Definitions

from The American Heritage® Dictionary of the English Language, 5th Edition.

  • noun Any of various boletes of the genus Boletus, including both poisonous species and edible species such as the porcini mushroom.

from The Century Dictionary.

  • noun An extensive genus of hymenomycetous fungi, generally found growing on the ground in woods and meadows, especially in pine woods.

from the GNU version of the Collaborative International Dictionary of English.

  • noun (Bot.) A genus of fungi having the under side of the pileus or cap composed of a multitude of fine separate tubes. A few are edible, and others very poisonous.

from Wiktionary, Creative Commons Attribution/Share-Alike License.

  • noun An edible type of mushroom.

from WordNet 3.0 Copyright 2006 by Princeton University. All rights reserved.

  • noun type genus of Boletaceae; genus of soft early-decaying pore fungi; some poisonous and some edible

Etymologies

from The American Heritage® Dictionary of the English Language, 4th Edition

[Latin bōlētus, mushroom, of unknown origin.]

from Wiktionary, Creative Commons Attribution/Share-Alike License

From Latin bōlētus

Examples

  • The package being made for Canada, I decided that the word Jiaozi would be more readily recognized (like the currently popular Italian porcini which is also known as a boletus or cep(e) but that is another story).

    Dumplings of the world, unite!

  • The package being made for Canada, I decided that the word Jiaozi would be more readily recognized (like the currently popular Italian porcini which is also known as a boletus or cep(e) but that is another story).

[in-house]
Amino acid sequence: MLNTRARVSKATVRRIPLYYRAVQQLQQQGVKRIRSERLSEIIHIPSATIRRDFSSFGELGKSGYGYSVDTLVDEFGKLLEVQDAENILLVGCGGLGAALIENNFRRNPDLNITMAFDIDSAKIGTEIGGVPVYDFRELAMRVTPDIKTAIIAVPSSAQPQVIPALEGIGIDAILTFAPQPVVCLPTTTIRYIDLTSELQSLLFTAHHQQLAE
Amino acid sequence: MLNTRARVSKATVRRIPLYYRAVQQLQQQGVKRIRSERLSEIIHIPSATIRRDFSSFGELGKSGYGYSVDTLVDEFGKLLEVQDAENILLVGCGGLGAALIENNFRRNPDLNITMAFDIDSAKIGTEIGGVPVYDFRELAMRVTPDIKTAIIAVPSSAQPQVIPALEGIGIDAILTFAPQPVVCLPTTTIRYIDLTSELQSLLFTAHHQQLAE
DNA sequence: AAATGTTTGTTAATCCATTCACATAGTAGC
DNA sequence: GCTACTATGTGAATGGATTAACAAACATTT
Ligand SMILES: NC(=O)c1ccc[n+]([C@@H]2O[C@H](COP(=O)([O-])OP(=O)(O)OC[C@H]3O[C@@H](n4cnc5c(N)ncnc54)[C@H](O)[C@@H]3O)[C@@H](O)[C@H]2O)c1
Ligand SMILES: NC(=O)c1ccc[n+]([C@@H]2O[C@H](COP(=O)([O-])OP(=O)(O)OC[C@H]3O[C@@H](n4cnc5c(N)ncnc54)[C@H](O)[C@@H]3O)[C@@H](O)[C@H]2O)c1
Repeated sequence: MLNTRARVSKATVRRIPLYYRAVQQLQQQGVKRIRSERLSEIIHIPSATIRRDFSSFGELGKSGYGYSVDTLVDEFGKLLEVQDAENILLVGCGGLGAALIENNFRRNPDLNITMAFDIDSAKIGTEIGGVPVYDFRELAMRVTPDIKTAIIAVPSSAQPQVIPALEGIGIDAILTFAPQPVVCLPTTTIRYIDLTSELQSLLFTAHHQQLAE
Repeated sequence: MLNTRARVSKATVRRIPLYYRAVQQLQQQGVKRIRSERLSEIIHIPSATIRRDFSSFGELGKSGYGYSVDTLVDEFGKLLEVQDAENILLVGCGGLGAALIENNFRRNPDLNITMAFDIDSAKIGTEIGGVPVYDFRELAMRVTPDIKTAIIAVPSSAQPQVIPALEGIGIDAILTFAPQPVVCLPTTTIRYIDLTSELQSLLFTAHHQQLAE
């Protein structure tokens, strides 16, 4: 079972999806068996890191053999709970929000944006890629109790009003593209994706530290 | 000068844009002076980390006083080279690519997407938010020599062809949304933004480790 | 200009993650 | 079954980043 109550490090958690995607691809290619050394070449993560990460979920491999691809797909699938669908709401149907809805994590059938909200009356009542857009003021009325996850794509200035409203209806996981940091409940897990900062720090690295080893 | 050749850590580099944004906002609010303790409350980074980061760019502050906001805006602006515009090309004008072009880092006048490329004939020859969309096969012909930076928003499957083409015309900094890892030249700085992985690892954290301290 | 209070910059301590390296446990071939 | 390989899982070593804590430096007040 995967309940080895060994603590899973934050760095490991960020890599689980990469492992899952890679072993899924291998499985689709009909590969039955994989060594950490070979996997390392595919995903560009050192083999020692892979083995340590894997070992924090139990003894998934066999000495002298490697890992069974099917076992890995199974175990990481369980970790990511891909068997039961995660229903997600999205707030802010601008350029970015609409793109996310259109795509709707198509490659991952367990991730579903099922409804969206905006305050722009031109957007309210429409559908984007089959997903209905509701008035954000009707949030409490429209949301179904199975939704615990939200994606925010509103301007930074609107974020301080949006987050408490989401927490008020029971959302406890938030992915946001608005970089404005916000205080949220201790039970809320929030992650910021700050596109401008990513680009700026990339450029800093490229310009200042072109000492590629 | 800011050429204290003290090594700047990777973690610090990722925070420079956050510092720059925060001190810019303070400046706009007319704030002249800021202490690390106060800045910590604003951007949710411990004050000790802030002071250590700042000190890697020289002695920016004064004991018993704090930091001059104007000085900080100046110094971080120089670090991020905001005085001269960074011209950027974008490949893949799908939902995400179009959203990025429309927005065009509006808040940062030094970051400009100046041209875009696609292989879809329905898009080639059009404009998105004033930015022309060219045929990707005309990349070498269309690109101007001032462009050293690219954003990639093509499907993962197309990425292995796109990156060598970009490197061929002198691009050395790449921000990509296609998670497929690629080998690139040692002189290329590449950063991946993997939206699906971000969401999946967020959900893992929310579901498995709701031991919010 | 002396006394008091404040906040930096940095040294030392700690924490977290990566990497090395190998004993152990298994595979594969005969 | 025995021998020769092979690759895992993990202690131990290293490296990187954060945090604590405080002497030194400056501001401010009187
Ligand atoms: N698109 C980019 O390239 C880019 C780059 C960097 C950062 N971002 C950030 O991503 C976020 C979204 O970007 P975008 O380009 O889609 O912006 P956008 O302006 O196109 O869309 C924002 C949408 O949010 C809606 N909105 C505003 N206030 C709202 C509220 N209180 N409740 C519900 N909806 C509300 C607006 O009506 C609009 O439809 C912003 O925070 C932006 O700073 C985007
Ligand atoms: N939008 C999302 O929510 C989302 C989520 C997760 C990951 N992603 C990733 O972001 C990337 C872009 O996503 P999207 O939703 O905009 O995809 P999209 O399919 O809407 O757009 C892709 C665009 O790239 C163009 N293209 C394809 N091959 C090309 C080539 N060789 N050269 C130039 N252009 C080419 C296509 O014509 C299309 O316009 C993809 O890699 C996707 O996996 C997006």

Archive 2006-05-01

  • Another enemy of pines is the fungus, especially the white, thread-like spores of the purpled stemmed boletus, which often penetrates and disrupts the bark of the roots, forming a white network upon the roots.

    Beachwood-in-the-Pines « Beachwood Historical Alliance

  • Another enemy of pines is the fungus, especially the white, thread-like spores of the purpled stemmed boletus, which often penetrates and disrupts the bark of the roots, forming a white network upon the roots.

    2008 December « Beachwood Historical Alliance

  • Another enemy of pines is the fungus, especially the white, thread-like spores of the purpled stemmed boletus, which often penetrates and disrupts the bark of the roots, forming a white network upon the roots.

    2008 December 18 « Beachwood Historical Alliance

  • Another enemy of pines is the fungus, especially the white, thread-like spores of the purpled stemmed boletus, which often penetrates and disrupts the bark of the roots, forming a white network upon the roots.

    Beachwood-in-the-Pines « Beachwood Historical Alliance

  • The thickly sliced boletus should go in the pan within a minute or two of the trout being done so they stay almost crunchy.

    Fool’s Paradise

  • The firm, nut-flavored boletus are more blue-collar and not as coveted by connoisseurs, but they go better with brook trout.

    Fool’s Paradise

  • Some suggested mushrooms to use in the broth are coral mushrooms (rumeria rubripermanens), field mushrooms (agaricus campestrus) and ceps (boletus edulis.)

    Wild Mushroom Broth: Caldo de Hongos Silvestres

  • Another enemy of pines is the fungus, especially the white, thread-like spores of the purpled stemmed boletus, which often penetrates and disrupts the bark of the roots, forming a white network upon the roots.

    2008 December 18 « Beachwood Historical Alliance

Comments

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  • "Picking up a boletus bigger than any I'd seen in my life, I hurried back across the tundra to the cabin. Everyone in our party had gone in there to drink tea and vodka and get warm."

    Travels in Siberia by Ian Frazier, p 99

    February 9, 2011